The world of Rebecca Stavis is filled with wonderful things, and her story is proof.
Acres play showcases talent
by Lindsay Cohen and Lulu Rosenthal, 8th grade
On the first night of camp Rebecca Stavis, Danbee’s theater director, announced the acres play this year would be High School Musical. This would be a second run for the play because it was performed in 2006, but this would be an opportunity for new kids and different talent to participate.
Michelle Cohen, Dylan Goodman and Maddy Beldner would be tapped to take on the lead roles. This would be a little bitter sweet because as Wel-B-Yon this would be their last play.
“The Wel-B-Yon helped to decide the play because I wanted them to spend their last year performing what they would have fun performing,” Stavis said.
Though being in the play is an amazing experience, it also is a big commitment. When you audition for the play you are making a commitment to be there during Fun and Fitness, Rest Hour, and possibly even a full day because of the time required for practice and rehearsal and to develop an on-stage chemistry among the cast.
“The Wel-B-Yon helped to decide the play because I wanted them to spend their last year performing what they would have fun performing.”
Performing in the play is an experience worth trading all your relaxation periods for. To make the play successful requires a ton of practice. Besides the cast, there is a need for sets to be designed and made, for dances to be choreographed, for lighting to be set up and music to be prepared.
“All of the choreography was from the original movie or from a High School Musical junior version DVD,” Stavis said.
The play consists of many different actresses that make the play special and unique, which sets it apart from the past play.
Troy was played by Michelle Cohen and she presented the part the best anyone could ever do. Gabriella was played by Dylan Goodman and was outstanding, they made an amazing pair. Sharpay was played by Maddy Beldner and presented the roll just like Sharpay in the movie. Ryan Evan’s was played by seventh grader Ashley Hoberman; but don’t be fooled by her age, she was fantastic. Other campers who performed amazingly are: Zeke played by Lindsay Cohen, Coach Bolton played by Lulu Rosenthal, Mrs. Darbus played by Jessica Rodriguez, Martha played by Ireland Combs, Kelsey played by Simone Glajchen, and many other amazing campers in the ensemble. After the play, everyone involved in making the play a success celebrated with an ice cream party.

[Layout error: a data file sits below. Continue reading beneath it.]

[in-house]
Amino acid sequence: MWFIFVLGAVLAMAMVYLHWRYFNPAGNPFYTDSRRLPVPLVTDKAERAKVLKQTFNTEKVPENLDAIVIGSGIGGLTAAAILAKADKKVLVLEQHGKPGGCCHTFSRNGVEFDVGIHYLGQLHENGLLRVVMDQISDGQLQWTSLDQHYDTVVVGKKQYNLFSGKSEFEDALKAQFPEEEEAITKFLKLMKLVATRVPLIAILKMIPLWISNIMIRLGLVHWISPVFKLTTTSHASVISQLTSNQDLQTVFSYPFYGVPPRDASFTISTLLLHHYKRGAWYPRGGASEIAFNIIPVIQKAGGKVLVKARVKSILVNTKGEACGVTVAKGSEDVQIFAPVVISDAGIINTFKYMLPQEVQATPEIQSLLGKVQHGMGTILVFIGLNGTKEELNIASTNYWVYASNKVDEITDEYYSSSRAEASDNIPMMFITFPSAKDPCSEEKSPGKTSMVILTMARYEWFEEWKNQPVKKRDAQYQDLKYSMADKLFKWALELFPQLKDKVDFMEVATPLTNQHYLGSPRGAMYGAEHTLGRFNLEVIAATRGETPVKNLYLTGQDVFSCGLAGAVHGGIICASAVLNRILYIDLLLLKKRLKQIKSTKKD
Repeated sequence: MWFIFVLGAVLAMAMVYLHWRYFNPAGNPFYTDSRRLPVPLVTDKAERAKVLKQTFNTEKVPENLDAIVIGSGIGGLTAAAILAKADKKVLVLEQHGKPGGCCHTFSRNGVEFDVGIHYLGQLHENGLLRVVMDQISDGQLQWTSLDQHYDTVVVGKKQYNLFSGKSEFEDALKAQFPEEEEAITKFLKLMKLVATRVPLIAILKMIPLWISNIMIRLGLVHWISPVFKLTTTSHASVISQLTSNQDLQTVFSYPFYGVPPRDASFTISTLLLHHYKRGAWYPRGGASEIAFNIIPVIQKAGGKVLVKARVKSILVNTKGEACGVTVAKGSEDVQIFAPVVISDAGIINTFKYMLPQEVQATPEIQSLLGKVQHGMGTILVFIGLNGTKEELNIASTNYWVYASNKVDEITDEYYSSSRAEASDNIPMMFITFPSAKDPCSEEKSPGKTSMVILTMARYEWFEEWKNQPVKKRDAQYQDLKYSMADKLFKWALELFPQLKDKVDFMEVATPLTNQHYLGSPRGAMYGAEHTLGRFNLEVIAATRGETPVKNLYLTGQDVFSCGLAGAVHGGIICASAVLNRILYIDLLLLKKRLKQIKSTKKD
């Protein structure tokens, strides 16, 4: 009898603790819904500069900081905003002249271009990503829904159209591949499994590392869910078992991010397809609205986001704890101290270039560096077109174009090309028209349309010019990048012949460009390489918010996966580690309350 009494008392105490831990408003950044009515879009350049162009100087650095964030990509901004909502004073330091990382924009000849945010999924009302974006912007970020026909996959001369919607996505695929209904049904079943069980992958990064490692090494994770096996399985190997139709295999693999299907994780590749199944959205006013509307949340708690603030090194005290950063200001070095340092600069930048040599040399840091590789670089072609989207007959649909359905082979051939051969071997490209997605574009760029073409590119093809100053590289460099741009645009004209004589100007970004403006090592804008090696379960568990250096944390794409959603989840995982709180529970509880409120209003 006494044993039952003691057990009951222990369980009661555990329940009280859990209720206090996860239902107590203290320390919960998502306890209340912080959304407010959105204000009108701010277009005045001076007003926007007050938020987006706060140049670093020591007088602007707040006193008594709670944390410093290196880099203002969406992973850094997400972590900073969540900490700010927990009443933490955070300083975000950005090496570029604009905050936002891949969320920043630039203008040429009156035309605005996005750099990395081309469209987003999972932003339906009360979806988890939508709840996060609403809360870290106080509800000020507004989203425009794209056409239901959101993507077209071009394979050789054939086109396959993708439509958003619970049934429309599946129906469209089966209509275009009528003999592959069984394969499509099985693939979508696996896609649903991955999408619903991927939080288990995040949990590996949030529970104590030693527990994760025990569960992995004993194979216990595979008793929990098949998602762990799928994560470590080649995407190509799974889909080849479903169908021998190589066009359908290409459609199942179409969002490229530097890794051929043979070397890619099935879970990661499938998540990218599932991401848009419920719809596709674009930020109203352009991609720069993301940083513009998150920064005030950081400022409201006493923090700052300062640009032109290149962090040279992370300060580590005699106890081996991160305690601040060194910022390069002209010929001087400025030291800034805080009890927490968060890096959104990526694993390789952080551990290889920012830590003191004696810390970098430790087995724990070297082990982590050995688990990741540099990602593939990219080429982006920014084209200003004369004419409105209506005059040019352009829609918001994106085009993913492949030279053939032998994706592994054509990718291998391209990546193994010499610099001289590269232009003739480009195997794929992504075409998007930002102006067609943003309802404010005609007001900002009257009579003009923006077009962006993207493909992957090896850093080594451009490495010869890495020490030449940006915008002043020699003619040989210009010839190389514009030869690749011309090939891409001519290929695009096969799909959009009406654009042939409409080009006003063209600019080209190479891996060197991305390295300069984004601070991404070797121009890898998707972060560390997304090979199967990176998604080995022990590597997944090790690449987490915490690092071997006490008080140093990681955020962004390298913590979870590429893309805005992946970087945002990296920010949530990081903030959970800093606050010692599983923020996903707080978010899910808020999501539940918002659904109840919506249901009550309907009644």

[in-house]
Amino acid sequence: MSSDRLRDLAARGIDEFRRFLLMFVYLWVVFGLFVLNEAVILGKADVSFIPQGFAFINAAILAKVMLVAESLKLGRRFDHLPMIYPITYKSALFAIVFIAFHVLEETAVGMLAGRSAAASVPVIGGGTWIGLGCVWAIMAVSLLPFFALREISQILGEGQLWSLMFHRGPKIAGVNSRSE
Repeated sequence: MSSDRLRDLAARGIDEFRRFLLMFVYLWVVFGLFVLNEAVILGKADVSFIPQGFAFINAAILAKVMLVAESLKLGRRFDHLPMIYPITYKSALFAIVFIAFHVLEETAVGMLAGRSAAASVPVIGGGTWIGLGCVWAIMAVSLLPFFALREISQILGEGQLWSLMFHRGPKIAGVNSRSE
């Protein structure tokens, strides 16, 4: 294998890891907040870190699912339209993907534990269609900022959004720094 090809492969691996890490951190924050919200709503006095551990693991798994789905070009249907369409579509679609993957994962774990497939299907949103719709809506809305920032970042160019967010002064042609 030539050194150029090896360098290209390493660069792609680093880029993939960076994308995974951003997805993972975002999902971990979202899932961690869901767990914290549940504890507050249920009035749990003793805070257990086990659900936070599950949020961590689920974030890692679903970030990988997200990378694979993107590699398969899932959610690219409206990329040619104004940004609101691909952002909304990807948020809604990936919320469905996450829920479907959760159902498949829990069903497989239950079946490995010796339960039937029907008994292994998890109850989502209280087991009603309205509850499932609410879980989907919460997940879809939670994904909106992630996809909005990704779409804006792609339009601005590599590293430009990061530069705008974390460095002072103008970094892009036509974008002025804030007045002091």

“Everyone performed outstandingly,” Stavis said, “and there was a lot of new talent noticed.”
As the actresses took their bows, the cheers were extremely loud as the theater staff oversaw another outstanding play performed by the acres kids a Camp Danbee. For those of you who have never done theater before, you should audition and give this experience a try.
Hornets win big in Camp Sing
by Avery Portugal, 4th grade
Camp sing was just around the corner.
The rehearsals started as we learned our cheer and song. The practices to get the right tempo and to learn the lyrics took fun and fitness and rest hour periods to learn. When the night came campers got dressed up in their costumes, adding the final fixes to the performance, and practiced until they were called to the field house.
We all sat in a circle divided by age groups. Then, all of a sudden, Jay asked for his assistants to come up and he started singing his funny song and prancing around. When that was over, he sang the Honey Bumbles song and they headed up to perform their cheer. After their cheer finished everyone else in camp had their turns. During this whole event the judges, who are the Wel-B-Yon, were keeping track of the songs and cheers and assigning points to each.
While the scores were being added up, to kill time, Jay called on (Rebecca) Stavis, Danbee’s theater director, to do a song loved throughout the camp called “A-root-chi-cha.” It is a repeat-and-do-after-me song that is both fun and funny.
Then Jay announced the results of the Camp Sing competition. There were lots of cheers as the winners in each category were announced. The Hornets took first place in the “Campus Cheer” and ninth grade took first place in the “Acres Cheer”. The Hornets also took first place in “Campus Song” while eighth grade came in first with the “Acres Song”. In the “All Camp Cheer” the Hornets again took first place and also first place in the “All Camp Song”. So, it was no surprise that the Hornets were the overall winner of the Camp Sing competition
The event always is fun and with plenty of cheering.
Nationals finish Marathon with a 12-point lead; Songfest is next
by Beeline Staff Writer